by Chris Woodford. Last updated: September 22, 2014.
Acentury or so ago, the number of cars
on Earth numbered in the thousands. Today, there are something like a billion cars—roughly one for every seven people on the planet. Think of Earth as a giant gas station
with only a limited supply of fuel and you'll realize quite quickly
that we have a problem. Many geologists think we're reaching a point
they call "peak oil" and, in the next few decades, supplies of gasoline
(and everything else made from petroleum) will start to dwindle. If
that happens, where will all our cars get their fuel from?
The short-term fix is to get better fuel efficiency
from existing cars. In the longer term, the solution
may be to switch vehicles over from gasoline engines and diesel to
electric fuel cells, which are a bit like batteries powered by hydrogen
gas that never run flat.
Silent and pollution free, they're among the
cleanest and greenest power sources yet developed.
Are they all they're promised to be? Let's take a closer look at how they work!
Photo: Ford Motor Company's hydrogen fuel cell demonstration car (a modified Ford Focus).
Photo by courtesy of NASA Kennedy Space Center (NASA-KSC).
What are fuel cells?
There are really just two ways to power a modern car. Most cars on
the road today use an internal-combustion engine
to burn petroleum-based fuel, generate heat, and push pistons up and
down to drive the transmission and the wheels. Electric
cars work an entirely different way. Instead of an engine, they
rely on batteries that feed electric power to
electric motors that drive the wheels directly. Hybrid cars have both
internal-combustion engines and electric
motors and switch between the two to suit the driving conditions.
Fuel cells are a bit like a cross between an internal-combustion
engine and battery power. Like an internal-combustion engine, they make
power by using fuel from a tank (though the fuel is pressurized
hydrogen gas rather than gasoline or diesel). But, unlike an engine, a
fuel cell doesn't burn the hydrogen. Instead, it's fused
chemically with oxygen from the air to make water. In the process,
which resembles what happens in a battery, electricity is released and
this is used to power an electric motor (or motors) that can drive a
vehicle. The only waste product is the water—and that's so pure you can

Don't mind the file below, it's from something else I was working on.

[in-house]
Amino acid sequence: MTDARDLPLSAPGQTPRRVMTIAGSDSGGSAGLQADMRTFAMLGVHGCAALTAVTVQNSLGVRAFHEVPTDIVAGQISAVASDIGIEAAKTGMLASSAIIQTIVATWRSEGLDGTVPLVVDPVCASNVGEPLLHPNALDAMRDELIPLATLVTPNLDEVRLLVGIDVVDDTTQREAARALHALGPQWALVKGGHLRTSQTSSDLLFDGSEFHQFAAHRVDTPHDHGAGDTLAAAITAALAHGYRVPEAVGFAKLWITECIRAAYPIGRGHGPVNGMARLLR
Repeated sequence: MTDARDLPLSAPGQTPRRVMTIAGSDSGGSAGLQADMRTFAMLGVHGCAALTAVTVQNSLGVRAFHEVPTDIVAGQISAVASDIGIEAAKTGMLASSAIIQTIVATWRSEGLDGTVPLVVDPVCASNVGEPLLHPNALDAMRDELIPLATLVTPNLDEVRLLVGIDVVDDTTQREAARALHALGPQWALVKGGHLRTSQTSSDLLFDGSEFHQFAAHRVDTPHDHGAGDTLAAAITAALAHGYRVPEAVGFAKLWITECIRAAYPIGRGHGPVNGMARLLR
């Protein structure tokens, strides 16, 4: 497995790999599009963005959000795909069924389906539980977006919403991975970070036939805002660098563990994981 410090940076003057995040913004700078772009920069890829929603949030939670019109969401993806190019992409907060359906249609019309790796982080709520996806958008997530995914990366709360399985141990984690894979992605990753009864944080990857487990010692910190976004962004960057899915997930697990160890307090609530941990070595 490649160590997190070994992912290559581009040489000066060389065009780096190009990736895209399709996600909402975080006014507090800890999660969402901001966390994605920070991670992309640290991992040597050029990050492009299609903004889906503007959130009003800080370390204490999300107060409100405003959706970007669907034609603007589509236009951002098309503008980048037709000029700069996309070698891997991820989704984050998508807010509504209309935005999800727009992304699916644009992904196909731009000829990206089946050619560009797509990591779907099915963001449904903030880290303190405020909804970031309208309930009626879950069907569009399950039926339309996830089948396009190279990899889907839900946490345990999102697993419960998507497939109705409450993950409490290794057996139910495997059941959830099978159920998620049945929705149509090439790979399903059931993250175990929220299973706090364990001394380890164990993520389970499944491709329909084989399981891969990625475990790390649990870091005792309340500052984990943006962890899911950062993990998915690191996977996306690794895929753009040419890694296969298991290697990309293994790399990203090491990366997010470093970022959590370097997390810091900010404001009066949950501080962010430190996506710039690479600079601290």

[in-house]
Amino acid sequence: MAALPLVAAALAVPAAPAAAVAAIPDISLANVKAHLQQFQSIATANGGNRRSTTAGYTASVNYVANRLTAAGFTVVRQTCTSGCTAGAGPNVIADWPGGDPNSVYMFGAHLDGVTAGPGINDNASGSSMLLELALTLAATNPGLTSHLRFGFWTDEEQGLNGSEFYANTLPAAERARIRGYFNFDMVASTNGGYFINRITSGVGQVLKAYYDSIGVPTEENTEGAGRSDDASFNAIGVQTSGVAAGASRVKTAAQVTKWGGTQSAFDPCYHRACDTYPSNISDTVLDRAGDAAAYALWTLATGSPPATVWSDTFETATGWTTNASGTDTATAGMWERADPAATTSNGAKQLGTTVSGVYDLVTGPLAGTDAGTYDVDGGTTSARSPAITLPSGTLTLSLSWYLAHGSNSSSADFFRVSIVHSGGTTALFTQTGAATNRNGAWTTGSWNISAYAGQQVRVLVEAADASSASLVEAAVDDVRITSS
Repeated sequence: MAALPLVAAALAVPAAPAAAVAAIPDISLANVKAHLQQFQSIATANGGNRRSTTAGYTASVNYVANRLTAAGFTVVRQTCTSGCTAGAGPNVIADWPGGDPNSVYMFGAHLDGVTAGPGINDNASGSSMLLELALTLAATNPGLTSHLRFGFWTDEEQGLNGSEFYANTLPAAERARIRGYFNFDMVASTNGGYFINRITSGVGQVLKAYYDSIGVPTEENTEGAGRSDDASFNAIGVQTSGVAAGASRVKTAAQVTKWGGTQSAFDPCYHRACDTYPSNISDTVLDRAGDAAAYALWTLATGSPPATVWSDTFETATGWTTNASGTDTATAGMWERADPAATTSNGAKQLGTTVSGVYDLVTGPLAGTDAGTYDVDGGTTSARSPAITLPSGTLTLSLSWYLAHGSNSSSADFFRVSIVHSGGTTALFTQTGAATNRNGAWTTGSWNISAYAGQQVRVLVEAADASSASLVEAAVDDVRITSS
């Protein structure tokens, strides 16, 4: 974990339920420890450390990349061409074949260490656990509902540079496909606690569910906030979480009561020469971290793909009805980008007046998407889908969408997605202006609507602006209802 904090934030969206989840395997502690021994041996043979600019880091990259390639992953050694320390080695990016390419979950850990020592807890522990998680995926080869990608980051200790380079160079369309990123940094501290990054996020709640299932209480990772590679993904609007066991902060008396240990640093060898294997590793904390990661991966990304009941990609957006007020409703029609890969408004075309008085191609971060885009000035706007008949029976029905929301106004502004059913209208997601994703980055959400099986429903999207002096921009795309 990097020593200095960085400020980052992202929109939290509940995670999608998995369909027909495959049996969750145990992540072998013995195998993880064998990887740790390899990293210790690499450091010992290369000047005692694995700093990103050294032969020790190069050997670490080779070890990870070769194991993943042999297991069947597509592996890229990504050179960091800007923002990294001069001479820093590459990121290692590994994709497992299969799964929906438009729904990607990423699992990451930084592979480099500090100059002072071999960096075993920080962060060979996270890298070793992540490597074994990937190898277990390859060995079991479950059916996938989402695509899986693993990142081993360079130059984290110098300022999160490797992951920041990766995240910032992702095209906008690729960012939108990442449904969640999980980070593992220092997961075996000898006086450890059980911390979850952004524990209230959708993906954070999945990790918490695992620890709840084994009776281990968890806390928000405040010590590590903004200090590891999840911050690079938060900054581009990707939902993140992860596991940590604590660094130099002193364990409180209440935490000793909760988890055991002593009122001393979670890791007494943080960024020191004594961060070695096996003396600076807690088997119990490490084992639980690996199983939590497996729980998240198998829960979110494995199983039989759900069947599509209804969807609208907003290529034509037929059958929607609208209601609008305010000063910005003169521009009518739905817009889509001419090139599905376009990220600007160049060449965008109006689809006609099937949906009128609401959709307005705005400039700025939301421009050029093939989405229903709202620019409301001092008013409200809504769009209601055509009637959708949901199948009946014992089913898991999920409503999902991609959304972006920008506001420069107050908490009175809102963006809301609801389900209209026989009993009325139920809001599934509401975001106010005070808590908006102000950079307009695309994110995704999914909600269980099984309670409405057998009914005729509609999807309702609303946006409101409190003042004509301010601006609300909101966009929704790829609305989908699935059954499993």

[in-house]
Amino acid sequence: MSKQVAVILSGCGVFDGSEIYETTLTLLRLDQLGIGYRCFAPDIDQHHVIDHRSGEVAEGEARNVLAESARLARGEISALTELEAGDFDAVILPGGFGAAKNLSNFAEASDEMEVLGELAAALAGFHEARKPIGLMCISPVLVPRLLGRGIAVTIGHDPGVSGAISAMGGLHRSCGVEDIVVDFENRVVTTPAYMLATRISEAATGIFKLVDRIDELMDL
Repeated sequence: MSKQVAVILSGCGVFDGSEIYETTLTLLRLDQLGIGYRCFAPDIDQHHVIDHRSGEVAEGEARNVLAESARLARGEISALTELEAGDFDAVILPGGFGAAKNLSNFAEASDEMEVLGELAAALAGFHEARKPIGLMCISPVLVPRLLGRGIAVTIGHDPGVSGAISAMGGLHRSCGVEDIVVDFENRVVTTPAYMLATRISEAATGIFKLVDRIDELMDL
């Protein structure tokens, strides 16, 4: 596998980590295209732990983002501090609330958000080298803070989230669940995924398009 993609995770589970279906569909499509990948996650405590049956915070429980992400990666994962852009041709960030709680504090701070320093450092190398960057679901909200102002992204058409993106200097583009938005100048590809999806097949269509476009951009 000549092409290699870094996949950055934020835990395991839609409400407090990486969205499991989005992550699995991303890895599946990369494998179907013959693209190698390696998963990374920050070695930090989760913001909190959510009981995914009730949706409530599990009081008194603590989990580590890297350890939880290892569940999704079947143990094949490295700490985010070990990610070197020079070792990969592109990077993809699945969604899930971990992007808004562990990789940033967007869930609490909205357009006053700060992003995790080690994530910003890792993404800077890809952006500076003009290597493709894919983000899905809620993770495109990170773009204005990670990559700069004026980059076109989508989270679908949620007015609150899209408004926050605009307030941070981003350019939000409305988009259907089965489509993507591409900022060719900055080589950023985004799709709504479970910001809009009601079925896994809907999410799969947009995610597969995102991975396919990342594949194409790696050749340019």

Photo: Under the hood of Ford's hydrogen fuel cell car.
Photo by courtesy of Ford Motor Company and
US Department of Energy/National Renewable Energy Laboratory.
Think of fuel cells as batteries that never run flat. Instead of
slowly depleting the chemicals inside them (as normal batteries do),
fuel cells run on a steady supply of hydrogen and keep making
electricity for as long as there's fuel in the tank.
How does a fuel cell make electricity from hydrogen?
What happens in a fuel cell is called an electrochemical
It's a chemical reaction, because it involves two chemicals joining
together, but it's an electrical reaction too because electricity is
produced as the reaction runs its course.
A fuel cell has three key parts similar to those in a battery. It
has a positively charged terminal (shown here in red), a negatively
charged terminal (blue), and a
separating chemical called an electrolyte in between the two (yellow)
keeping them apart. (Think of the whole thing as a ham sandwich. The two
terminals are the pieces of bread and the electrolyte is the ham in between.)
Here's how a fuel cell produces electricity:
- Hydrogen gas from the tank (shown here as big brown blobs) feeds down a pipe to the positive terminal. Hydrogen is flammable
and explosive, so the tank has to be extremely strong.
- Oxygen from the air (big turquoise blobs) comes down a second pipe to the negative terminal.
- The positive terminal (red) is made of platinum, a precious metal catalyst
designed to speed up the chemistry that happens in the fuel cell. When atoms of hydrogen gas reach the
catalyst, they split up into hydrogen ions (protons) and electrons (small black blobs). In case you're confused: hydrogen ions are simply hydrogen atoms with their electrons removed. Since they have only one proton and one electron to start with, a hydrogen ion is the same thing as a proton.
- The protons, being positively charged, are attracted to the negative terminal (blue) and travel through the electrolyte
(yellow) towards it. The electrolyte is a thin membrane made of a special polymer (plastic) film
and only the protons can pass through it.
- The electrons, meanwhile, flow through the outer circuit.
- As they do so, they power the electric motor (orange and black) that drives the car's wheels. Eventually, they arrive at the negative terminal (blue) too.
- At the negative terminal, the protons and electrons recombine with oxygen from the air in a chemical reaction that produces water.
- The water is given off from the exhaust pipe as water vapor or steam.
This type of fuel cell is called a PEM (different people say this stands for polymer exchange membrane or proton exchange membrane because it involves an exchange of protons across a polymer membrane). It'll keep